Until 29 October, 2022
Meffan Museum and Art Gallery, Forfar
George Lakoff writes of metaphors—understanding and experiencing one thing in terms of another—that they are a form of “embodied thinking”, a discursive tool by which abstract concepts, thoughts and feelings are grasped and understood through the concrete and the everyday. Sometimes addressing traumatic events not directly but at a slant defamiliarizes in very insightful ways. And so it is with Derek Robertson’s thoughtful exhibition, Migrations: A Field Study of Adversity, which employs the conceit of birds migrating—their lines of flight across borders, the dangers attendant on their journeys, their vulnerabilities, and also their will to survive against the odds—to address some of the difficult issues around the plight of refugees from which we, in our comfortable homes, might routinely avert our gaze.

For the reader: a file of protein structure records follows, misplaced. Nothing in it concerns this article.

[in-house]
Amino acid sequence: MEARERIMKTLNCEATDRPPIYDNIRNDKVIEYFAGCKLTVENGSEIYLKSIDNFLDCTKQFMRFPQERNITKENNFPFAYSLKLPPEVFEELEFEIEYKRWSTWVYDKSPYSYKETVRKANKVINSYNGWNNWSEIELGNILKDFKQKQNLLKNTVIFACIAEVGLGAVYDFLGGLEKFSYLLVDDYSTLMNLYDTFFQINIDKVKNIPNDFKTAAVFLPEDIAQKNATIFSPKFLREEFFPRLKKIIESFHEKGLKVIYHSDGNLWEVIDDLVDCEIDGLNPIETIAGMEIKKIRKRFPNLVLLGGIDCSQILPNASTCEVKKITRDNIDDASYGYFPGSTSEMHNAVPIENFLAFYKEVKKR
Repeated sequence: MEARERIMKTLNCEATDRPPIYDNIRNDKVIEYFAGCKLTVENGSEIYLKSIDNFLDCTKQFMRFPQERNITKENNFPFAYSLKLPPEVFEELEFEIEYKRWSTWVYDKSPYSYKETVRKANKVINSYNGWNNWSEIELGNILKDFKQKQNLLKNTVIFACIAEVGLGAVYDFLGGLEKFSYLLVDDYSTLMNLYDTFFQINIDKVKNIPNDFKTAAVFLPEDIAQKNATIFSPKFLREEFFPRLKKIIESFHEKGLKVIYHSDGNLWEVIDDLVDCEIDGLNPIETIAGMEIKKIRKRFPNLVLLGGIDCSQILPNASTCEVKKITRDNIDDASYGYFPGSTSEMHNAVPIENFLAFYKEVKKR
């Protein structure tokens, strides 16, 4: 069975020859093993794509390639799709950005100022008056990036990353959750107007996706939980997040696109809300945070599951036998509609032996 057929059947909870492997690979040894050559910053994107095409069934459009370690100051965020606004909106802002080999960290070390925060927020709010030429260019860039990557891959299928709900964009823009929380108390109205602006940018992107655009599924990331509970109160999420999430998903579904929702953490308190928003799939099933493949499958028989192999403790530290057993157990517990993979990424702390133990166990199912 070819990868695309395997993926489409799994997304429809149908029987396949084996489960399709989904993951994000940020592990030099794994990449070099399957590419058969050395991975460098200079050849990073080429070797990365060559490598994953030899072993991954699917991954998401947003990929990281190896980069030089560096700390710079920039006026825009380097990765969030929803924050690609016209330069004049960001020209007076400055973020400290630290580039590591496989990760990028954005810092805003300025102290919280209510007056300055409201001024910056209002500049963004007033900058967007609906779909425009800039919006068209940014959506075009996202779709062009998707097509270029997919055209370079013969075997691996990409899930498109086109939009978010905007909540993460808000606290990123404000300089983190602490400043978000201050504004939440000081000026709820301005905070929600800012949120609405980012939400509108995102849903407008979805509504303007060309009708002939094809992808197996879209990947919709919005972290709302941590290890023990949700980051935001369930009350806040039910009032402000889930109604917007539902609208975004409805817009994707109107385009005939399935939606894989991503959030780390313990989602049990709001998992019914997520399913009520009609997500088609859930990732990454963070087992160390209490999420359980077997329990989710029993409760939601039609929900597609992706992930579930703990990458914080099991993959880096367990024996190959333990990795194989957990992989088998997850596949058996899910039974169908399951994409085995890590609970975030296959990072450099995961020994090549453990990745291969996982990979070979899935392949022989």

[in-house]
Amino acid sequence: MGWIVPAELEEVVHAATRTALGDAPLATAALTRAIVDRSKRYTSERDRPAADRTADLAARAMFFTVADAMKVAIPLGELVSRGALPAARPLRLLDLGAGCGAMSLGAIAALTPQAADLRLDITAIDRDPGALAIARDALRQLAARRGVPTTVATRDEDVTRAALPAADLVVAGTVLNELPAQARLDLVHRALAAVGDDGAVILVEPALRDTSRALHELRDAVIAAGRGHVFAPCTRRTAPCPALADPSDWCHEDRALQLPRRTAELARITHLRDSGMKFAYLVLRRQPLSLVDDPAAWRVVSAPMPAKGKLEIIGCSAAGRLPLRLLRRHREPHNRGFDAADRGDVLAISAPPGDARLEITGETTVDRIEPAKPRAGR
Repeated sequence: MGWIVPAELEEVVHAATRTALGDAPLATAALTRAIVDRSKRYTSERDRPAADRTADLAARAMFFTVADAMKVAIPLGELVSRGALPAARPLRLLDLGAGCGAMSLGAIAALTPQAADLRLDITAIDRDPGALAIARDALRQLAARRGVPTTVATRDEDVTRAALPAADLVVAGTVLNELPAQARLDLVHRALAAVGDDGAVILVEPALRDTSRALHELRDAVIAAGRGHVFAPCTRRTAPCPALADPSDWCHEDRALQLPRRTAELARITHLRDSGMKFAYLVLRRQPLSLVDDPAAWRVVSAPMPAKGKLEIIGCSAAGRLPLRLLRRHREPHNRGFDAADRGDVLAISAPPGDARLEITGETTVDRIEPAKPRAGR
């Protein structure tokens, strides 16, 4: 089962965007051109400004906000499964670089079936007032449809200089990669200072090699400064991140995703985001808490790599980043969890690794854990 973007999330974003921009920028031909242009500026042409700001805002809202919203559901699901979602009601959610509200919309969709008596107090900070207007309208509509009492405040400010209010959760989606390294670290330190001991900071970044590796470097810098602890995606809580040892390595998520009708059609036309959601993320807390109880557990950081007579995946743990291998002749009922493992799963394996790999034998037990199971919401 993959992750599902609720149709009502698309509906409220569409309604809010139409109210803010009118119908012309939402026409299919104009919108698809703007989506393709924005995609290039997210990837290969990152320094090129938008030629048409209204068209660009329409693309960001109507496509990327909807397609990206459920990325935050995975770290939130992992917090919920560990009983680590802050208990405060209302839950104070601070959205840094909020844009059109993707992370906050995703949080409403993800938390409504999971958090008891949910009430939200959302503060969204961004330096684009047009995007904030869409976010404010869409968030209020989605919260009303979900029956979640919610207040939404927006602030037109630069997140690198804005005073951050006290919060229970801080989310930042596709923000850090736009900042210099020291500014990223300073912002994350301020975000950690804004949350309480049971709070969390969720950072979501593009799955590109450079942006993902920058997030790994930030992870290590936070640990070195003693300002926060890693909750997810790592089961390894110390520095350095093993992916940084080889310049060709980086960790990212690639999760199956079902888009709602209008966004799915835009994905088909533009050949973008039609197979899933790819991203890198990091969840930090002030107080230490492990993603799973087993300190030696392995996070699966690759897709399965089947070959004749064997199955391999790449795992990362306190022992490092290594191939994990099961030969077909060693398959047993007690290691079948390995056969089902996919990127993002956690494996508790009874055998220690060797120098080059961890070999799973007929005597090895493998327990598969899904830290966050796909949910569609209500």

Roberston specialises in painting wildlife. His recent Fife Open Studio in May 2022 contained some superb studies of badgers, deer, pigs, otters, and above all, avian life. Patient watchfulness of the often overlooked ordinary lives of birds, whether feeding, nesting, in flight mid wing-beat or coming to land, are translated into form and colour in quite extraordinary ways. That element of eye-witness, gleaned from years of ornithological study, is rendered in exquisite (mostly) watercolour studies which capture light, texture, feather and movement… which catches, for example, that delicate stillness of head when a bird is on alert. Some appear as worked up sketches with side notes, testing out different poses, and are as such imbued with a sense of the fleeting and the transitory. The common garden blue-tits, curlews or the more shy water rails appear on the canvas as if caught for a second mid-action; they could disappear at any time doing what they do in their unobtrusive lives.